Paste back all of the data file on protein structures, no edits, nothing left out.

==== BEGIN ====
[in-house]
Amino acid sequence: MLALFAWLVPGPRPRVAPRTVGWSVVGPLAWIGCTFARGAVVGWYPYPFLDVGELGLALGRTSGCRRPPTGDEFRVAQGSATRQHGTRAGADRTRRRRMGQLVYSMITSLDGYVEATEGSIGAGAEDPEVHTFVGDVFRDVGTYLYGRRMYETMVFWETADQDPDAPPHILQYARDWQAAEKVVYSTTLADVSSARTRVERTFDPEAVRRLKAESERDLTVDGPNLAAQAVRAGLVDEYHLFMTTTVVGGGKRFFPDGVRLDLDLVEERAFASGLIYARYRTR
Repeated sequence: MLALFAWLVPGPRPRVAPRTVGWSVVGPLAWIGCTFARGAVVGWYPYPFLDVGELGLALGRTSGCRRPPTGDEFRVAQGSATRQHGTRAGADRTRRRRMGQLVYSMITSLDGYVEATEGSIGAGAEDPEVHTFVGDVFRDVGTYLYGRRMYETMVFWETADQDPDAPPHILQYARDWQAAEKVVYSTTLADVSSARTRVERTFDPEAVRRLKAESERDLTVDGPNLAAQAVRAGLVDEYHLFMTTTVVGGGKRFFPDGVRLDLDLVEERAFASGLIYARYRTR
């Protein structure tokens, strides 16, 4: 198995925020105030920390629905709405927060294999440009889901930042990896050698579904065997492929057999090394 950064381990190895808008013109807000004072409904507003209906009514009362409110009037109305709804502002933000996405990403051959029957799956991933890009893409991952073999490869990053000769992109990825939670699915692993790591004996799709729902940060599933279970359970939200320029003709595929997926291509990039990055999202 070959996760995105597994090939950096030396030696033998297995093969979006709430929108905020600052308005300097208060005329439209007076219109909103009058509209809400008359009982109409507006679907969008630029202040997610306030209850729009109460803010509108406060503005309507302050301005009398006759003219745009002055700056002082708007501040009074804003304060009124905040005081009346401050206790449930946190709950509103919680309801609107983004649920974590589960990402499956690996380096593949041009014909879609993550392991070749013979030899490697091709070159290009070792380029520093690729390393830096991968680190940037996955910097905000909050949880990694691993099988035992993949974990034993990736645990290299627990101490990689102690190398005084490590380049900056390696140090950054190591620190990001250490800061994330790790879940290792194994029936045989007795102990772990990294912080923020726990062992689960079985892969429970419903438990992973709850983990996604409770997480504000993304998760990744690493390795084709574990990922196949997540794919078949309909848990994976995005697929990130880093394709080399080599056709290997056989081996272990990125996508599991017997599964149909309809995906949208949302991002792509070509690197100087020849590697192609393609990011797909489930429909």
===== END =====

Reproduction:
[in-house]
Amino acid sequence: MLALFAWLVPGPRPRVAPRTVGWSVVGPLAWIGCTFARGAVVGWYPYPFLDVGELGLALGRTSGCRRPPTGDEFRVAQGSATRQHGTRAGADRTRRRRMGQLVYSMITSLDGYVEATEGSIGAGAEDPEVHTFVGDVFRDVGTYLYGRRMYETMVFWETADQDPDAPPHILQYARDWQAAEKVVYSTTLADVSSARTRVERTFDPEAVRRLKAESERDLTVDGPNLAAQAVRAGLVDEYHLFMTTTVVGGGKRFFPDGVRLDLDLVEERAFASGLIYARYRTR
Repeated sequence: MLALFAWLVPGPRPRVAPRTVGWSVVGPLAWIGCTFARGAVVGWYPYPFLDVGELGLALGRTSGCRRPPTGDEFRVAQGSATRQHGTRAGADRTRRRRMGQLVYSMITSLDGYVEATEGSIGAGAEDPEVHTFVGDVFRDVGTYLYGRRMYETMVFWETADQDPDAPPHILQYARDWQAAEKVVYSTTLADVSSARTRVERTFDPEAVRRLKAESERDLTVDGPNLAAQAVRAGLVDEYHLFMTTTVVGGGKRFFPDGVRLDLDLVEERAFASGLIYARYRTR
């Protein structure tokens, strides 16, 4: 198995925020105030920390629905709405927060294999440009889901930042990896050698579904065997492929057999090394 950064381990190895808008013109807000004072409904507003209906009514009362409110009037109305709804502002933000996405990403051959029957799956991933890009893409991952073999490869990053000769992109990825939670699915692993790591004996799709729902940060599933279970359970939200320029003709595929997926291509990039990055999202 070959996760995105597994090939950096030396030696033998297995093969979006709430929108905020600052308005300097208060005329439209007076219109909103009058509209809400008359009982109409507006679907969008630029202040997610306030209850729009109460803010509108406060503005309507302050301005009398006759003219745009002055700056002082708007501040009074804003304060009124905040005081009346401050206790449930946190709950509103919680309801609107983004649920974590589960990402499956690996380096593949041009014909879609993550392991070749013979030899490697091709070159290009070792380029520093690729390393830096991968680190940037996955910097905000909050949880990694691993099988035992993949974990034993990736645990290299627990101490990689102690190398005084490590380049900056390696140090950054190591620190990001250490800061994330790790879940290792194994029936045989007795102990772990990294912080923020726990062992689960079985892969429970419903438990992973709850983990996604409770997480504000993304998760990744690493390795084709574990990922196949997540794919078949309909848990994976995005697929990130880093394709080399080599056709290997056989081996272990990125996508599991017997599964149909309809995906949208949302991002792509070509690197100087020849590697192609393609990011797909489930429909």